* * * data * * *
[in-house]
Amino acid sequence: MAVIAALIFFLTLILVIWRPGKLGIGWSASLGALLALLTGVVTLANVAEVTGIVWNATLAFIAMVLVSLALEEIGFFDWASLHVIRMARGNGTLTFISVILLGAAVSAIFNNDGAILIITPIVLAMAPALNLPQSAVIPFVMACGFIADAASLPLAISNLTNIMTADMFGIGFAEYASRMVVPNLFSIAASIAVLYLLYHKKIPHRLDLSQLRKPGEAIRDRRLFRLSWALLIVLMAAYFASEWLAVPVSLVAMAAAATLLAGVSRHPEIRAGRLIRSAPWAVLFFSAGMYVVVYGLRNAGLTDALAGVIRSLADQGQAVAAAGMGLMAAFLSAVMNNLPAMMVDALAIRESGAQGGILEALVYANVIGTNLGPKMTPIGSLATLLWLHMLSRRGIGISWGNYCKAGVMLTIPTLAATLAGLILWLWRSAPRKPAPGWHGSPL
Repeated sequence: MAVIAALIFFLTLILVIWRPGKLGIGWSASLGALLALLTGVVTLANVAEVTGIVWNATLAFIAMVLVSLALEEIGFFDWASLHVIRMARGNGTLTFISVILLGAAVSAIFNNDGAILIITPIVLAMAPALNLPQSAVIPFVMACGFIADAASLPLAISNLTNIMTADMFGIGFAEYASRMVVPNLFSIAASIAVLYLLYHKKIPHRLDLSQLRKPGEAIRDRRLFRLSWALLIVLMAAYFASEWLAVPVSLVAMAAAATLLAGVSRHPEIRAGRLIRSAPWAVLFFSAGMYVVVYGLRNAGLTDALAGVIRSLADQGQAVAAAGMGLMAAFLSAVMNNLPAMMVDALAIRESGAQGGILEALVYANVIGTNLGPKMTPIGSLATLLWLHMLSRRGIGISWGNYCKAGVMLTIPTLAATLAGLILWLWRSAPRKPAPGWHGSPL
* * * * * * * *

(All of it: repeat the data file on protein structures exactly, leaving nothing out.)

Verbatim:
[in-house]
Amino acid sequence: MAVIAALIFFLTLILVIWRPGKLGIGWSASLGALLALLTGVVTLANVAEVTGIVWNATLAFIAMVLVSLALEEIGFFDWASLHVIRMARGNGTLTFISVILLGAAVSAIFNNDGAILIITPIVLAMAPALNLPQSAVIPFVMACGFIADAASLPLAISNLTNIMTADMFGIGFAEYASRMVVPNLFSIAASIAVLYLLYHKKIPHRLDLSQLRKPGEAIRDRRLFRLSWALLIVLMAAYFASEWLAVPVSLVAMAAAATLLAGVSRHPEIRAGRLIRSAPWAVLFFSAGMYVVVYGLRNAGLTDALAGVIRSLADQGQAVAAAGMGLMAAFLSAVMNNLPAMMVDALAIRESGAQGGILEALVYANVIGTNLGPKMTPIGSLATLLWLHMLSRRGIGISWGNYCKAGVMLTIPTLAATLAGLILWLWRSAPRKPAPGWHGSPL
Repeated sequence: MAVIAALIFFLTLILVIWRPGKLGIGWSASLGALLALLTGVVTLANVAEVTGIVWNATLAFIAMVLVSLALEEIGFFDWASLHVIRMARGNGTLTFISVILLGAAVSAIFNNDGAILIITPIVLAMAPALNLPQSAVIPFVMACGFIADAASLPLAISNLTNIMTADMFGIGFAEYASRMVVPNLFSIAASIAVLYLLYHKKIPHRLDLSQLRKPGEAIRDRRLFRLSWALLIVLMAAYFASEWLAVPVSLVAMAAAATLLAGVSRHPEIRAGRLIRSAPWAVLFFSAGMYVVVYGLRNAGLTDALAGVIRSLADQGQAVAAAGMGLMAAFLSAVMNNLPAMMVDALAIRESGAQGGILEALVYANVIGTNLGPKMTPIGSLATLLWLHMLSRRGIGISWGNYCKAGVMLTIPTLAATLAGLILWLWRSAPRKPAPGWHGSPL